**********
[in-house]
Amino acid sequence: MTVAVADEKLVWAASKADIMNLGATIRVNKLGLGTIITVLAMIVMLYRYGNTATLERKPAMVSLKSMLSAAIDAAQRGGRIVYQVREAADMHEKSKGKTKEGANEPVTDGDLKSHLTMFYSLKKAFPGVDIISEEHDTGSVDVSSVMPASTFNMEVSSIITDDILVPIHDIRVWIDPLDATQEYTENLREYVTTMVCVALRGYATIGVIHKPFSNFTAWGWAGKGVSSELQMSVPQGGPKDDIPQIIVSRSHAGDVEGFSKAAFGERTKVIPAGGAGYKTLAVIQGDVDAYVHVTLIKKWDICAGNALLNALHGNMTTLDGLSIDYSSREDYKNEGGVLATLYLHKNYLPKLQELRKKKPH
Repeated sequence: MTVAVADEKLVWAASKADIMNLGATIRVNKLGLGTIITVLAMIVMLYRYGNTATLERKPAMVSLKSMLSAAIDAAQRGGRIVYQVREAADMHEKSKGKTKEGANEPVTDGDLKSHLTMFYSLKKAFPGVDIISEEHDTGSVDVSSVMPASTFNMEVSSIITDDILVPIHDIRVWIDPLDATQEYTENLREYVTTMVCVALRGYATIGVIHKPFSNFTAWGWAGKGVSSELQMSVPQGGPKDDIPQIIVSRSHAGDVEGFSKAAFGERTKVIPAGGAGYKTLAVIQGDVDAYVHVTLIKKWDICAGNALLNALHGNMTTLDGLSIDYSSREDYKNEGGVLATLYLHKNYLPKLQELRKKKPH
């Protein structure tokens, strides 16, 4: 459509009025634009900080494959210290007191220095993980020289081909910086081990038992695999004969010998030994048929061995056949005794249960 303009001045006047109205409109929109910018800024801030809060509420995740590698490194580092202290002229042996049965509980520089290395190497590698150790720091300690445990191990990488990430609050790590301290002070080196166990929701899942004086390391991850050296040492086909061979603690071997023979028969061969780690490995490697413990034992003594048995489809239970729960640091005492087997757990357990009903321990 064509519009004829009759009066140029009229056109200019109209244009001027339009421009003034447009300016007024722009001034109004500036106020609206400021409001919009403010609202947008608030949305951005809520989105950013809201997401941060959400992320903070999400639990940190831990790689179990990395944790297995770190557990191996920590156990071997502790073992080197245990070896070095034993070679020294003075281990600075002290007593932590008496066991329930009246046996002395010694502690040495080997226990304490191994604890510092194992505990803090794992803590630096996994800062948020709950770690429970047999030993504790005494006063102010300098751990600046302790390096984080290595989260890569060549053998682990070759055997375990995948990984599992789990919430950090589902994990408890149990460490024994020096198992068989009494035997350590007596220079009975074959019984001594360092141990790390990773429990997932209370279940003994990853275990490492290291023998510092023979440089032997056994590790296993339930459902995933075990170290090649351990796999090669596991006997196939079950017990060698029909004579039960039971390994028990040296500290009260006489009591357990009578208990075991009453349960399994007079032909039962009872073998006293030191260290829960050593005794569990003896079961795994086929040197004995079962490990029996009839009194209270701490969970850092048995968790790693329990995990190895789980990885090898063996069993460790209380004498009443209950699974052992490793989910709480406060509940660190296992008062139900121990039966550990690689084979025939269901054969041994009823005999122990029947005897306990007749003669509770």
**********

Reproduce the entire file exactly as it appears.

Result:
[in-house]
Amino acid sequence: MTVAVADEKLVWAASKADIMNLGATIRVNKLGLGTIITVLAMIVMLYRYGNTATLERKPAMVSLKSMLSAAIDAAQRGGRIVYQVREAADMHEKSKGKTKEGANEPVTDGDLKSHLTMFYSLKKAFPGVDIISEEHDTGSVDVSSVMPASTFNMEVSSIITDDILVPIHDIRVWIDPLDATQEYTENLREYVTTMVCVALRGYATIGVIHKPFSNFTAWGWAGKGVSSELQMSVPQGGPKDDIPQIIVSRSHAGDVEGFSKAAFGERTKVIPAGGAGYKTLAVIQGDVDAYVHVTLIKKWDICAGNALLNALHGNMTTLDGLSIDYSSREDYKNEGGVLATLYLHKNYLPKLQELRKKKPH
Repeated sequence: MTVAVADEKLVWAASKADIMNLGATIRVNKLGLGTIITVLAMIVMLYRYGNTATLERKPAMVSLKSMLSAAIDAAQRGGRIVYQVREAADMHEKSKGKTKEGANEPVTDGDLKSHLTMFYSLKKAFPGVDIISEEHDTGSVDVSSVMPASTFNMEVSSIITDDILVPIHDIRVWIDPLDATQEYTENLREYVTTMVCVALRGYATIGVIHKPFSNFTAWGWAGKGVSSELQMSVPQGGPKDDIPQIIVSRSHAGDVEGFSKAAFGERTKVIPAGGAGYKTLAVIQGDVDAYVHVTLIKKWDICAGNALLNALHGNMTTLDGLSIDYSSREDYKNEGGVLATLYLHKNYLPKLQELRKKKPH
């Protein structure tokens, strides 16, 4: 459509009025634009900080494959210290007191220095993980020289081909910086081990038992695999004969010998030994048929061995056949005794249960 303009001045006047109205409109929109910018800024801030809060509420995740590698490194580092202290002229042996049965509980520089290395190497590698150790720091300690445990191990990488990430609050790590301290002070080196166990929701899942004086390391991850050296040492086909061979603690071997023979028969061969780690490995490697413990034992003594048995489809239970729960640091005492087997757990357990009903321990 064509519009004829009759009066140029009229056109200019109209244009001027339009421009003034447009300016007024722009001034109004500036106020609206400021409001919009403010609202947008608030949305951005809520989105950013809201997401941060959400992320903070999400639990940190831990790689179990990395944790297995770190557990191996920590156990071997502790073992080197245990070896070095034993070679020294003075281990600075002290007593932590008496066991329930009246046996002395010694502690040495080997226990304490191994604890510092194992505990803090794992803590630096996994800062948020709950770690429970047999030993504790005494006063102010300098751990600046302790390096984080290595989260890569060549053998682990070759055997375990995948990984599992789990919430950090589902994990408890149990460490024994020096198992068989009494035997350590007596220079009975074959019984001594360092141990790390990773429990997932209370279940003994990853275990490492290291023998510092023979440089032997056994590790296993339930459902995933075990170290090649351990796999090669596991006997196939079950017990060698029909004579039960039971390994028990040296500290009260006489009591357990009578208990075991009453349960399994007079032909039962009872073998006293030191260290829960050593005794569990003896079961795994086929040197004995079962490990029996009839009194209270701490969970850092048995968790790693329990995990190895789980990885090898063996069993460790209380004498009443209950699974052992490793989910709480406060509940660190296992008062139900121990039966550990690689084979025939269901054969041994009823005999122990029947005897306990007749003669509770």